• After burgers, we rented two unintentionally retro cabins at the roadside Clark's Skagit River Resort near Marblemount, Washington. The flowered wallpaper, patterned linoleum floors and rotary phone on our cabin's kitchen wall indicated that neither the buildings nor the decor had been updated since the 1960s. Clark's was clean and charming, though in a weird, outdated sort of way. Another characteristic of note: anywhere from 50 and 175 bunnies roam the resort grounds at any given time — the discrepancy, I suppose, due to the fact that it is located on the North Cascades Highway, and in an area populated by hawks and eagles. When we'd step outside to enjoy the breeze or check the progress of our drying tents, we'd have to sidestep the rabbits munching on the lawn. None were interested in petting.

Back to civilization

Thanks to Donnie for the second pic, of Bob removing his pant leg.

Close call on Mount LeConte


My friend Cheri and I were aware of our position on the food chain during our backpacking trip through the Smokies last weekend, but we didn’t let it bother us too much. We explored the mountaintop, cooked and ate dinner and watched the sun set from a west-facing lookout, all without giving much thought to the 250-pound mammals that average two per square mile in the national park.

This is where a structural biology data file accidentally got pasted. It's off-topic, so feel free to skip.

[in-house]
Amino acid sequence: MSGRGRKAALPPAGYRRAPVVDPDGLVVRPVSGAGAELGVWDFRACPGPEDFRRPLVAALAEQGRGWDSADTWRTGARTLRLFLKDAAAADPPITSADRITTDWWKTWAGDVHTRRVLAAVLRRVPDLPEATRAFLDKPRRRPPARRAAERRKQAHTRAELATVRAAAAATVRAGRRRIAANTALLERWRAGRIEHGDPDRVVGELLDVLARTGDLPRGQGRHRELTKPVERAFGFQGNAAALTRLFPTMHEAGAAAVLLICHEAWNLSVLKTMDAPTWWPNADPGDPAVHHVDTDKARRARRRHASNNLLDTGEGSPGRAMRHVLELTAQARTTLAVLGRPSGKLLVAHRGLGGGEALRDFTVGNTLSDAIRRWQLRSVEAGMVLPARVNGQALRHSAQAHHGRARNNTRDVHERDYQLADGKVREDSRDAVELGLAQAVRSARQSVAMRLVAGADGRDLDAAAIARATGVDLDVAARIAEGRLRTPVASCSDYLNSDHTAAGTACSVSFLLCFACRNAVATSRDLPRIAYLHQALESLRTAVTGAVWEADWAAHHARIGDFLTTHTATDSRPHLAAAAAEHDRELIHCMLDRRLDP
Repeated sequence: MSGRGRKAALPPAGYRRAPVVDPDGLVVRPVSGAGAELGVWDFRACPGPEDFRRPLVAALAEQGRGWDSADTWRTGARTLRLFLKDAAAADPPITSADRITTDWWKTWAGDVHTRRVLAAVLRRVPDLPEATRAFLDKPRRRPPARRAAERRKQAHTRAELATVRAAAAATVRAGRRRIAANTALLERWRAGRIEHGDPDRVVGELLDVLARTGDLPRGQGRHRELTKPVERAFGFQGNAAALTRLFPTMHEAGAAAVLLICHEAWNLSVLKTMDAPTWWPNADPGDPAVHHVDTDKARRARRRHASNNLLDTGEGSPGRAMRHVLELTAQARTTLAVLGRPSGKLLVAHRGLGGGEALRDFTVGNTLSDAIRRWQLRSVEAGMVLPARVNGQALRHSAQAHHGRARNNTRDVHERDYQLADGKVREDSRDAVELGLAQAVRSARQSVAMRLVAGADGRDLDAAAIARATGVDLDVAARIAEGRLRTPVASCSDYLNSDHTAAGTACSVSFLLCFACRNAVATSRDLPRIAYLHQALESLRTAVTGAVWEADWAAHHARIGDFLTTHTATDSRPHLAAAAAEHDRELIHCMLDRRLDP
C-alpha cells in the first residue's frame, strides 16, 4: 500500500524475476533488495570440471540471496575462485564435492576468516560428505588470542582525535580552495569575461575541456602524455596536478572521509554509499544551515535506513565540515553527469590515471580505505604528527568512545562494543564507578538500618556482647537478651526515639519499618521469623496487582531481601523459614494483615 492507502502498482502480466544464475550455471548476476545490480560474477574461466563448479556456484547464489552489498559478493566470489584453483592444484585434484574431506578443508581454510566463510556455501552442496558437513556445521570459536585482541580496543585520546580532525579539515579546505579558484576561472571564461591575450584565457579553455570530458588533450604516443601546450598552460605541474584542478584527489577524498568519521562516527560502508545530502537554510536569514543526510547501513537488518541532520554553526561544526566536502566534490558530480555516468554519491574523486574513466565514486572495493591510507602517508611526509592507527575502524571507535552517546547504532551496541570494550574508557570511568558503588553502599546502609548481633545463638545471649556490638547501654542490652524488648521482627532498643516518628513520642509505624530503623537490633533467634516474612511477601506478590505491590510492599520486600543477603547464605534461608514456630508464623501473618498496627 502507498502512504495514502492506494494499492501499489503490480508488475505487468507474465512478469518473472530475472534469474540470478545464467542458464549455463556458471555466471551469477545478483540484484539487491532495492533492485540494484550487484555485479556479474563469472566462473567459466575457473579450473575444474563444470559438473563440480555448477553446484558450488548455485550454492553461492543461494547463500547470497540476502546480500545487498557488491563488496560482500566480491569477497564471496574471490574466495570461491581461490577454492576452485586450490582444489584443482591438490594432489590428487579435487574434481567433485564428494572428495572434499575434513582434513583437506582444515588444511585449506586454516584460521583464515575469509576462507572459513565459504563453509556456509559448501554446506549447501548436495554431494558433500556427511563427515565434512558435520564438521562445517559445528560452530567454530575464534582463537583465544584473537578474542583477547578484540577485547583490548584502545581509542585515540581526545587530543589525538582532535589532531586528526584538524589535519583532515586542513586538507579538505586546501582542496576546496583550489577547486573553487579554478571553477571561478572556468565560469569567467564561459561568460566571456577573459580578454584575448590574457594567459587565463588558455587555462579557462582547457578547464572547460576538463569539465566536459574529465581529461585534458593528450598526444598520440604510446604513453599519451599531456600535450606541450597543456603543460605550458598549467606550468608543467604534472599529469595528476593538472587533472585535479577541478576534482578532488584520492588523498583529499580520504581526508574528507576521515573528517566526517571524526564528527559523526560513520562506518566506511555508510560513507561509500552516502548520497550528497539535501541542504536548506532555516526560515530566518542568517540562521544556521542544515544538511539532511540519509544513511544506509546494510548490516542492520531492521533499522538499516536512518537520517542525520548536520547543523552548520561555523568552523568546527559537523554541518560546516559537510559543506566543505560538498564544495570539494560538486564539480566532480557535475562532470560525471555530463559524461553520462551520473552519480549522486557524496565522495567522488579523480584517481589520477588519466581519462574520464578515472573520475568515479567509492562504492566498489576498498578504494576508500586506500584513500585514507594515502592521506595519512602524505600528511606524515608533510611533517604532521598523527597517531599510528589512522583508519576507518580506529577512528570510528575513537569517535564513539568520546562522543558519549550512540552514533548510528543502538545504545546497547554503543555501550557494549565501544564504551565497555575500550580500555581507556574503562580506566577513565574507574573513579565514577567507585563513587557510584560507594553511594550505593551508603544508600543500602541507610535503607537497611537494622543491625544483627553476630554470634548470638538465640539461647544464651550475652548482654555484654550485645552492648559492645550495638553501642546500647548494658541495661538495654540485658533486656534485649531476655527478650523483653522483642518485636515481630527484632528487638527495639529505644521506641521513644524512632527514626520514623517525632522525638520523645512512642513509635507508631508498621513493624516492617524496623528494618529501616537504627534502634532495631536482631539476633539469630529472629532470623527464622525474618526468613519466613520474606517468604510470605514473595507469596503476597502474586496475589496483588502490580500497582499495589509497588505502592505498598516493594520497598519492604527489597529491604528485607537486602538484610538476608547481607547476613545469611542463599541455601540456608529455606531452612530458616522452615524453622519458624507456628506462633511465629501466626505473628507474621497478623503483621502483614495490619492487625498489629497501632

But then, as we were talking with fellow campers outside the shelter after dark, we heard snorting and blowing from the trees nearby. Everyone, immediately, went on edge.

“What was THAT?” whispered Randy from Atlanta.

“I dunno. What WAS it?” responded Tim from Knoxville, a tinge of panic in his voice.

We heard the thick huffing sound again and squinted into the darkness, trying to identify the source of the sound. I shone my headlamp into the blackness and, no more than 30 feet away, made out the silhouette of a head and two ears. A bear.

“I SEE it!” I said. At that, everyone in the group — all men, except Cheri and me — took off running toward the shelter.

Now, when you see a bear, you are NOT supposed to run, because it only activates the animals’ chase instinct, and the odds are pretty much stacked against you (bears can run up to 30 miles per hour). Instead, you’re supposed to speak to the bear in a quiet, monotone voice and back away slowly, avoiding eye contact, which can be interpreted as a challenge.